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LETTER: Construction of Bradford bypass 'undervalues' the Holland Marsh

'A highway isn't leadership, nor success for our farmers, nor an opportunity for local economic development,' reader says
Highway
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BarrieToday welcomes letters to the editor at news@barrietoday.com. Please include your daytime phone number and address (for verification of authorship, not publication). The following letter is in response to another letter to the editor titled 'LETTER: Building Bradford bypass will set community up for success, says MPP' published on June 17. 
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For more than 30 years, decision-makers have deferred to the advocacy of those who have supported Bradford's growth and maintained its character: our farmers.

As a Bradfordian, I walked Holland Street during Carrot Fest from childhood to my teens, celebrating my surface-level understanding of the marsh's impact on our community. It wasn't until my studies in geopolitics and early career in policy that I learned its country-wide significance. Allowing the construction of the Bradford bypass continues a trend of undervaluing the Holland Marsh.

As projected, the bypass will interrupt 16.2 kilometres and cross over 10 hectares of protected green space, several fragile ecosystems, and the wetland gateway that leads to Lake Simcoe, whose health is already in decline. The environmental assessment is informed by outdated details that didn't consider air pollution, water quality, migratory patterns, or our so-called multilateral commitment to a sustainable 2030.

Thankfully, dozens of better-suited advocates educate on the lack of protection afforded to the region's biological integrity. Please consider the advice of local groups like Simcoe County Greenbelt Coalition. They continue to make complex environmental equations digestible to community members over the window-dressing of an MPP with a minister of transportation's agenda. Thanks to their efforts, I leave my grave concern for the environment in their hands to take space erring caution of Bradford's diminishing ability to be a sustainable city in the future.

Over the course of my lifetime, Bradford's core has tripled. The cultural chain-link of families relocating with one another is a factor, affordability is certainly a factor, but our town's proximity to the highway, and therefore the city (of Toronto), is paramount.

I welcome our expansion; there's no NIMBYism in my tone, I enjoyed being raised in Bradford, and I love returning home. But with each visit, I'm reminded Bradford is no longer the little town it once was; it's another peri-urban hub with little strategic oversight. There is an impetus on our leaders to commit to strategic planning, scan world-class cities and operationalize Bradford as an innovative and sustainable centre as we inevitably grow beyond the bounds of a township.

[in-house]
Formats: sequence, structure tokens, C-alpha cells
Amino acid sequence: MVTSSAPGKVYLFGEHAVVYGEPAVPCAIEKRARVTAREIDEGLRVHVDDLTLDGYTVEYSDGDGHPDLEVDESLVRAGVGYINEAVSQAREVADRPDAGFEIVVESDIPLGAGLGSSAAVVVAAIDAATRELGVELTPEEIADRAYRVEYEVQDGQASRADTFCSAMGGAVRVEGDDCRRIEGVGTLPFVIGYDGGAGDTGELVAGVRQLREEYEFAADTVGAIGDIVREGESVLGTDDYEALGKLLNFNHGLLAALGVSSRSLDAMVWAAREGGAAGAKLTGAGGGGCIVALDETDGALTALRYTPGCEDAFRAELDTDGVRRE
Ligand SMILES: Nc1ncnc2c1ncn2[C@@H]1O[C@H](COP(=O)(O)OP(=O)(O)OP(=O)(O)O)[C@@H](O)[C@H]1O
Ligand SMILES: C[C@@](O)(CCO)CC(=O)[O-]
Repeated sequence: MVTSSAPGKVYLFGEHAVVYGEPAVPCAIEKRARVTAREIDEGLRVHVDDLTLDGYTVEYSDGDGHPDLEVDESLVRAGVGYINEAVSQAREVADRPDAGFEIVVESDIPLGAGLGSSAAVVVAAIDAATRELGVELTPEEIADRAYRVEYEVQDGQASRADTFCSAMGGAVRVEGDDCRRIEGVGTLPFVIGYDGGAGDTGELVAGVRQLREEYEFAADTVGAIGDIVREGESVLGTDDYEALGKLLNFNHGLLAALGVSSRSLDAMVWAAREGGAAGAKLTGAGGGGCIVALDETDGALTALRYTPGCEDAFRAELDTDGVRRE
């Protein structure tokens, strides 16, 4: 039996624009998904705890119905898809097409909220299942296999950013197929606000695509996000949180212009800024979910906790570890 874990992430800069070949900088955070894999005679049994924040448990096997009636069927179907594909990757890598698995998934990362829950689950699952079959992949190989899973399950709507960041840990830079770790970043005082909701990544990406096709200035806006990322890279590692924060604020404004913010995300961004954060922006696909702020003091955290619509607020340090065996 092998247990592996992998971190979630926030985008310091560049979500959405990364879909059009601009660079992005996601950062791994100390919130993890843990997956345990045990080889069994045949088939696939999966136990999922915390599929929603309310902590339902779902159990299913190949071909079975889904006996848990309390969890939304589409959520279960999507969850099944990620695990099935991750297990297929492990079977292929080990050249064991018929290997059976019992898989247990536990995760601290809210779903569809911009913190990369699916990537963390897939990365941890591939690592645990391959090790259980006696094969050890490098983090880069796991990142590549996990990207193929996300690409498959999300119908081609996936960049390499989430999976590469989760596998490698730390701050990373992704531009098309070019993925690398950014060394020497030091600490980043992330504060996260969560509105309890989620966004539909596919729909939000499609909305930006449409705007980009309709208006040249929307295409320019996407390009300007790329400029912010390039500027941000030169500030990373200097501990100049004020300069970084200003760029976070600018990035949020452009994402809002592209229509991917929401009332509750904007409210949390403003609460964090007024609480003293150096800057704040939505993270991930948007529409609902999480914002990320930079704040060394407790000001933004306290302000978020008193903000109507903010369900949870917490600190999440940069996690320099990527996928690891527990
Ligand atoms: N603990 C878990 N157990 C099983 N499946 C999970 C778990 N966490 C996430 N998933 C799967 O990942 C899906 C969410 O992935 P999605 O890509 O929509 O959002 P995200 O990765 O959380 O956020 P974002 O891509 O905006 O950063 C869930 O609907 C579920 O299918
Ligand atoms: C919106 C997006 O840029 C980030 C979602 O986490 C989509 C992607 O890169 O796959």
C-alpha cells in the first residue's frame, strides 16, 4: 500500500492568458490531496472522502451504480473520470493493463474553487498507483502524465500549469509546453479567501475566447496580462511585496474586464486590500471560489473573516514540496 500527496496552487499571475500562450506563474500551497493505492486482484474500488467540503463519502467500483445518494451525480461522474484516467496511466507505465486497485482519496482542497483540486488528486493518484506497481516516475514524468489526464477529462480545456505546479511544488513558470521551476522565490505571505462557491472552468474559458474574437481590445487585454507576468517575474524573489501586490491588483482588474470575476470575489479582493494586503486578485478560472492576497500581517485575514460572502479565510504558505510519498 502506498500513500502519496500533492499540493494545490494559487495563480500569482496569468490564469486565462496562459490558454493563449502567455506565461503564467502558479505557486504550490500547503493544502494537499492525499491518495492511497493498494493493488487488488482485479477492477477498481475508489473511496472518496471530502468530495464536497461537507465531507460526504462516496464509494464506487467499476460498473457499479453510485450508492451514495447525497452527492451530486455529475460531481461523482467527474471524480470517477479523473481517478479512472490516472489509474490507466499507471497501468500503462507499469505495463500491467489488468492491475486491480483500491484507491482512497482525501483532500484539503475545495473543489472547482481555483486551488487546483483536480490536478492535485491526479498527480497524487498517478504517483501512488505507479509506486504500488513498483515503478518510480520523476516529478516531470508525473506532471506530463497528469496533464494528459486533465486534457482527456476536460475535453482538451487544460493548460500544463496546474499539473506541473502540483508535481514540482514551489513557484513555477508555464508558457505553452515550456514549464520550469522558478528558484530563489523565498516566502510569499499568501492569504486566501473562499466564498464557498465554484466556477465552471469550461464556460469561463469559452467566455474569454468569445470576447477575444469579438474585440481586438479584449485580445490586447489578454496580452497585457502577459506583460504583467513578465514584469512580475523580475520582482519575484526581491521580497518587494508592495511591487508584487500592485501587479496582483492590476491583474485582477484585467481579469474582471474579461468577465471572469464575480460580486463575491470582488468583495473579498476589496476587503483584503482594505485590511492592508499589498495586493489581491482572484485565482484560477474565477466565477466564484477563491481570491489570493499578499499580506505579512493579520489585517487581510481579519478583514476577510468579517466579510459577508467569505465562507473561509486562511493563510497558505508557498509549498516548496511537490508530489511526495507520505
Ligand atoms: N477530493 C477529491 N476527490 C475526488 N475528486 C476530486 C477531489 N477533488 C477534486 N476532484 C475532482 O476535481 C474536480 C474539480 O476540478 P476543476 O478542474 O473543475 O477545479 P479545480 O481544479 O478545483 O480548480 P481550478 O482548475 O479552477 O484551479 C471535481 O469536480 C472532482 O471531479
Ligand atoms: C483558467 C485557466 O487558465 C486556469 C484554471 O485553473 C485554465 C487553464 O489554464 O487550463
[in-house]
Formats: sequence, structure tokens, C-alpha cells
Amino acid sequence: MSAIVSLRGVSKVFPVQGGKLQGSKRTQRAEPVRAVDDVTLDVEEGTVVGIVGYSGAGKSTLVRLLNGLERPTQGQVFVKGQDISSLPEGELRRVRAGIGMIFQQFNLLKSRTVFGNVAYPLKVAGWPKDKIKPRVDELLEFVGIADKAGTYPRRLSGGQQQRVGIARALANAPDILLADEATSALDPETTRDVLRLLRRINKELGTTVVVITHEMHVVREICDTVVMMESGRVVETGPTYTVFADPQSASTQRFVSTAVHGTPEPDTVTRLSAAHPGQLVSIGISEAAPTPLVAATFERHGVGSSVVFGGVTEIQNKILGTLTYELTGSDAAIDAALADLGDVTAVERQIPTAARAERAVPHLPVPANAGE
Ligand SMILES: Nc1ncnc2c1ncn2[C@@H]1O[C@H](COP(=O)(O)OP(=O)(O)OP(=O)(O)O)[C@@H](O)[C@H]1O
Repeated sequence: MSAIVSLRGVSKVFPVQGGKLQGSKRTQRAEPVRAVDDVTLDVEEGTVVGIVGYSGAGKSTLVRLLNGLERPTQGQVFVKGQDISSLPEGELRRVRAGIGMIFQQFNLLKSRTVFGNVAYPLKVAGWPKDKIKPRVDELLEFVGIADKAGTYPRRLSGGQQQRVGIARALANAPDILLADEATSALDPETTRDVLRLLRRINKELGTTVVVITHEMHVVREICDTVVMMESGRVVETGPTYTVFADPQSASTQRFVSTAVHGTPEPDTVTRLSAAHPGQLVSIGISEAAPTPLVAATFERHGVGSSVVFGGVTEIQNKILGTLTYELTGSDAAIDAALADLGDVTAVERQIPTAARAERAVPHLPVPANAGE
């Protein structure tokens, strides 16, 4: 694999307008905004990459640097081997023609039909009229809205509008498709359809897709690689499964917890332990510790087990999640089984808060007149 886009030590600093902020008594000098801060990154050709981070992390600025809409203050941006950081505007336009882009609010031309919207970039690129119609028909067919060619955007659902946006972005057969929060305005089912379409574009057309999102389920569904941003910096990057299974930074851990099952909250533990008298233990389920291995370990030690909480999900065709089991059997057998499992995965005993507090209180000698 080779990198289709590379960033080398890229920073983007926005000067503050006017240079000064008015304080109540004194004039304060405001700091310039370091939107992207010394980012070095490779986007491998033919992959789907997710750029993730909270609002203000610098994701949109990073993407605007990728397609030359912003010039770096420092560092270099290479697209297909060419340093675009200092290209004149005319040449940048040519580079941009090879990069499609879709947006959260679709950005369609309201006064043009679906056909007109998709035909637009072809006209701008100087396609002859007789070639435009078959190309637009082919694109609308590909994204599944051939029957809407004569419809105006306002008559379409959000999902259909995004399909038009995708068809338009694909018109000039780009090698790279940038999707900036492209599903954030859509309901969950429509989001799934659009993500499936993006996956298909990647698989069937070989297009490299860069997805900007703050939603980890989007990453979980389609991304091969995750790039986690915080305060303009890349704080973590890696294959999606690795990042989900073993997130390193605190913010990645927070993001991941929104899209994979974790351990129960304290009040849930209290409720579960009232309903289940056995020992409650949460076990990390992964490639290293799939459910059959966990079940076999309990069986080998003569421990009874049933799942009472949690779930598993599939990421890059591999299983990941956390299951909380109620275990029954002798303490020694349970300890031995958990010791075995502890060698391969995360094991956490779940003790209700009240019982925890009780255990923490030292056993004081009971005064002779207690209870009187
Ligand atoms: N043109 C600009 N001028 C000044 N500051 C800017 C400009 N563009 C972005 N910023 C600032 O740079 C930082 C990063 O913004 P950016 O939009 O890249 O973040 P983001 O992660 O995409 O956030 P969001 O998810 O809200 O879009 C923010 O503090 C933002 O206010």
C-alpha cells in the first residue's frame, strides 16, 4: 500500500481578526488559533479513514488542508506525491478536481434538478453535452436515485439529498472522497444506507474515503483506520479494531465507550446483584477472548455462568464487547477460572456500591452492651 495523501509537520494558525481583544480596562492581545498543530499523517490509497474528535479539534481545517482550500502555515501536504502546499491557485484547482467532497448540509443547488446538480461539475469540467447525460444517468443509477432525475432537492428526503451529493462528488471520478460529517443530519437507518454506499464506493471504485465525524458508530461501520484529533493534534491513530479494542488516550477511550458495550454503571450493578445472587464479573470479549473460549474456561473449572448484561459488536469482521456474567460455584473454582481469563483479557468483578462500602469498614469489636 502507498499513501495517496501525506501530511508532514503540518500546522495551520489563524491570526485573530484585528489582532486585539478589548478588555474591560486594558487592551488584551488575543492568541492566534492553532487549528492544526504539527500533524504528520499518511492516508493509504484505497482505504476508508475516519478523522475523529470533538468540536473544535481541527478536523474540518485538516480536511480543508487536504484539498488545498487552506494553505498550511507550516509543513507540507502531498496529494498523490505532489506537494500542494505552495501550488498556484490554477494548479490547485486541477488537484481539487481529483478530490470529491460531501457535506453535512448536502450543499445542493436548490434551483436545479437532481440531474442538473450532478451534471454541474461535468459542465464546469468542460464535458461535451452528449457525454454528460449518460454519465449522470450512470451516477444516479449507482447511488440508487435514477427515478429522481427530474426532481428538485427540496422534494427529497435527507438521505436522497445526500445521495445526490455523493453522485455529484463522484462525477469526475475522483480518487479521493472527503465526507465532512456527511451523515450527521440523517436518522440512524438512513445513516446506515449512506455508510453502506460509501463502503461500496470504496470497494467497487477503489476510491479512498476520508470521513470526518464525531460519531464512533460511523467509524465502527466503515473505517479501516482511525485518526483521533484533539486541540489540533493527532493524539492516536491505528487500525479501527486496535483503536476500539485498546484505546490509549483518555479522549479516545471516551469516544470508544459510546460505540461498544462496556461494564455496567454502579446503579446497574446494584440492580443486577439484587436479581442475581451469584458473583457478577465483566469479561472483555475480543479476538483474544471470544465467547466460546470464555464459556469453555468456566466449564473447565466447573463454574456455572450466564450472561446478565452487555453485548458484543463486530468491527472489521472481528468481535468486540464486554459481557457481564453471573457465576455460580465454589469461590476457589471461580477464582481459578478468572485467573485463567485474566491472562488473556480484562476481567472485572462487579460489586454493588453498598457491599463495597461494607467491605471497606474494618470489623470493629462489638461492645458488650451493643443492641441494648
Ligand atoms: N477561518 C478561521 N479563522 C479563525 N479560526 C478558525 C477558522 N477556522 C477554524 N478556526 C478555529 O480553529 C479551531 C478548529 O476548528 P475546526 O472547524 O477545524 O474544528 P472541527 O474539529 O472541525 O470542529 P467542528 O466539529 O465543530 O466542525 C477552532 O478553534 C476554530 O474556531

To put it simply, four lanes running between Yonge and Bathurst will cost $800 billion to appease the industry representatives who are campaign supporters, not locals. Picture a Bradford where money is carved for environmental protection and agricultural research that attracts grants, scholars, farmers, and conservationists alike. A slice of that money would support workers and stimulate economic revenue that would stay within our community without travelling to the next highway.

Picture our town with an actual transit system instead of the loose chain link connecting the sixth line to the four corners and Barrie to Toronto (three hours and three transfers later). Investing in Bradford's bus and train system would also create jobs, reduce emissions and encourage movement and spending. While we are at it, imagine an accessible Bradford to support persons with disabilities and our vertically aging population?

Picture a town with funds to diversify its revenue as climate change degradation worsens through floods and fires. As its name implies, the bypass will redirect traffic, so I'd be interested to see the impact analysis that predicts a stimulus for our downtown businesses. Our downtown businesses have been advocating for increased funding and support for decades as big box businesses infiltrate communities' drifting closer to the highway. 

Between the cultivation and the inherent generational passing of farmlands, it is hard to imagine farmers would exchange 32 minutes of commute time for the fertility of their future crop. We can have green infrastructure, economic development, and sustainable growth without costing our town its carbon footprint and character.

A highway isn't leadership, nor success for our farmers, nor an opportunity for local economic development. Bradford can be effervescent both agriculturally and as an innovative city, but only if we hold our leaders to a higher standard, regardless of their political affiliation or Ministerial powers. The community - legacy families and newcomers alike - and the environment deserve to reap what our predecessors sewed. 

Allie Cotter
Toronto

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